Dinosaur Discoveries and Digging in EYs
Early Years have been immersed in the world of palaeontology, learning more about dinosaurs and how they lived millions of years ago.
By Jessica De Porto, Early Years Teacher and Team Leader
What clues do footprints tell us?
Students in Early Years have been linking many key learning skills to a very popular thematic unit of learning called “Dinosaur Detectives”.
The Atelier space was transformed into a ‘Dino Lab’ run by a team of trained palaeontologist explorer teachers. A large, white egg had appeared in a small nest and mysterious footprints were found on the floor, leading the children to discuss who might have made such large prints. This led to comparisons between the children’s own hand and footprints. What clues do footprints tell us about the size of the owner and what it might eat?
Over the weeks, children have learned more about dinosaurs through their own discoveries and following their own interests. Children learned how palaeontologists used clues from the past to help them piece together information about how dinosaurs may have lived. They learned that clues in the animals we have today are also hugely important in understanding more about dinosaurs. Did you know that birds are in fact the closest living species to dinosaurs? What similarities can you see between birds and dinosaurs?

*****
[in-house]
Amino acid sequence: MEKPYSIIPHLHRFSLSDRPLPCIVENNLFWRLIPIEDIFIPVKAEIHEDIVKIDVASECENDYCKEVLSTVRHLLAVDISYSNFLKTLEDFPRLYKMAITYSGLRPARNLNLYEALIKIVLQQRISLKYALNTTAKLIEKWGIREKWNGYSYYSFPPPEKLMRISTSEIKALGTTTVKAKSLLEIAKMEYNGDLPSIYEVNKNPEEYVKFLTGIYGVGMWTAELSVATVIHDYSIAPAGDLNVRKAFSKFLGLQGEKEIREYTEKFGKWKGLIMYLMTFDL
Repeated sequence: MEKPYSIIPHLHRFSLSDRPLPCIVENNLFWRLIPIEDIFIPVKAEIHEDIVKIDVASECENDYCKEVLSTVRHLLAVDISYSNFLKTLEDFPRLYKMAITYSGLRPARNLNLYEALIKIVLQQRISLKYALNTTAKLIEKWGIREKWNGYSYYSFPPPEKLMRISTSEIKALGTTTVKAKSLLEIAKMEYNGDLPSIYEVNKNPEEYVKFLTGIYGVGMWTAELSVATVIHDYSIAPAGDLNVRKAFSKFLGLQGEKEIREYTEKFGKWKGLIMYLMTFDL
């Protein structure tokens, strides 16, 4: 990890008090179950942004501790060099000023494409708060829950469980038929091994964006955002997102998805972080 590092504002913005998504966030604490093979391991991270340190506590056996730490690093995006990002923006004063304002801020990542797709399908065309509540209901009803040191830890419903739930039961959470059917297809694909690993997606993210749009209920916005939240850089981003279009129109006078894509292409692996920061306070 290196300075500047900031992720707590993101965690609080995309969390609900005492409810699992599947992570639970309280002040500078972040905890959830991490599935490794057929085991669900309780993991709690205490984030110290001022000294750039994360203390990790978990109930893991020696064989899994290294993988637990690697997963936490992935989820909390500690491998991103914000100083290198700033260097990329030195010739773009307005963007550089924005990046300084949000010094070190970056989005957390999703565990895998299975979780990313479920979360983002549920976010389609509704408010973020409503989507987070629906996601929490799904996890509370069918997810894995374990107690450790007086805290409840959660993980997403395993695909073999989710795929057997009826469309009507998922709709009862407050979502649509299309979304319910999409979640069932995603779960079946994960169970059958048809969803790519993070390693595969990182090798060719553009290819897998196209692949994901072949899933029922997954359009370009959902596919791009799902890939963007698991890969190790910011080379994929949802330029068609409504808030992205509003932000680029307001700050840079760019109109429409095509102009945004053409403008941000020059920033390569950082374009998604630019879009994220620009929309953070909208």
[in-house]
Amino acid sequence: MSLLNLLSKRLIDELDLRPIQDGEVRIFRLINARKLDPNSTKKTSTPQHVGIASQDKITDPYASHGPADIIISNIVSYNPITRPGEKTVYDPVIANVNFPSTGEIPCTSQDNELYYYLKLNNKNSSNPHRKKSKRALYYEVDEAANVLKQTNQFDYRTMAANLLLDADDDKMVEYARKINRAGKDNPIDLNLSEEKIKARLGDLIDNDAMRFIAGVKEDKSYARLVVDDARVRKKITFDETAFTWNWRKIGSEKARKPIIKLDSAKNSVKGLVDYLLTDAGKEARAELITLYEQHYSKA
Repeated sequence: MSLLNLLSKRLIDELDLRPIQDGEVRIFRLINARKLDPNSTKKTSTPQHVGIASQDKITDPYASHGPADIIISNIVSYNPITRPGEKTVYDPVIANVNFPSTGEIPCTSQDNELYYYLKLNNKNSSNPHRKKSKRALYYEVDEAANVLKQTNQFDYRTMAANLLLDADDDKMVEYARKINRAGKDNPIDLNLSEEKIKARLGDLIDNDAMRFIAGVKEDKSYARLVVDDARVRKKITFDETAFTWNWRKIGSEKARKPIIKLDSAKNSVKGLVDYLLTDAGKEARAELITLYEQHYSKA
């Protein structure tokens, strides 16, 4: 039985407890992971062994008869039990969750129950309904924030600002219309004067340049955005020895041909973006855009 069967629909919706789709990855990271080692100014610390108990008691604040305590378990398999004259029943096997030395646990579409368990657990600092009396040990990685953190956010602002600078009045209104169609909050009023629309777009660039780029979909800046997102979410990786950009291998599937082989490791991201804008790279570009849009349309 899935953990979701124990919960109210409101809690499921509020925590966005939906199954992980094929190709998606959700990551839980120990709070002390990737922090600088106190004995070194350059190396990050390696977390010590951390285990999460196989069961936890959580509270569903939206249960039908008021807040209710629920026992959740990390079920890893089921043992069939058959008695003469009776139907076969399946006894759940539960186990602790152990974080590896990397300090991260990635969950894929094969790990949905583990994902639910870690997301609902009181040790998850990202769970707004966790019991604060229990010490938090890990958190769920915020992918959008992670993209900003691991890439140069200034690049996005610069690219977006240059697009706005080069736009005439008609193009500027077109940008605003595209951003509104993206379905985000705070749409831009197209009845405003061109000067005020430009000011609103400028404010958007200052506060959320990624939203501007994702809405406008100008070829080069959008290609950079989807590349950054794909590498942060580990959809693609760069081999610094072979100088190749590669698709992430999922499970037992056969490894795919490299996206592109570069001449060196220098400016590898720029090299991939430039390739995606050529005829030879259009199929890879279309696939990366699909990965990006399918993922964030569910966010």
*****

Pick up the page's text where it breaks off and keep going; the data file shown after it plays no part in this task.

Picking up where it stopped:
Messy, sensory and social play
Our sensory play areas included making dinosaur fossils using air dry clay, generating imprints from shells and toy dinosaurs. The children also made their own dinosaur eggs using paper mache. Messy, sensory and social play are a great way to discuss the science behind rock formation and natural changes that occur in materials. As part of the Maths foci on measurement, children measured and compared heights of dinosaurs and ordered different dinosaurs into Venn diagrams based on similar or different features. Discriminating between things and looking for patterns are vital Maths skills at this age.
Their written skills were put to good use as our youngest students learned how to express their ideas through mindmaps. Children created mindmap diagrams on different sorts of dinosaurs, focusing on their physical features and diet. Did you know, that scientists believe it is unlikely that dinosaurs actually roared considering they are closely related to birds and reptiles and neither of these species roared.
Linking skills to an engaging and facsinating topic = engaged learners!
It is always incredible to see how such young children can become so easily fascinated and engaged in new learning. At OIS in Early Years, our core central focus is on play and social skills. These skills form the momentum behind all our curricular activities and it is clear to see that by linking so many skills to an engaging topic, children have the natural ability to explore and extend their own learning in increasingly more autonomous directions.
We ended this fabulous unit of learning by getting close and personal to some real life reptiles…bringing in snakes, monitors and tortoises to school!!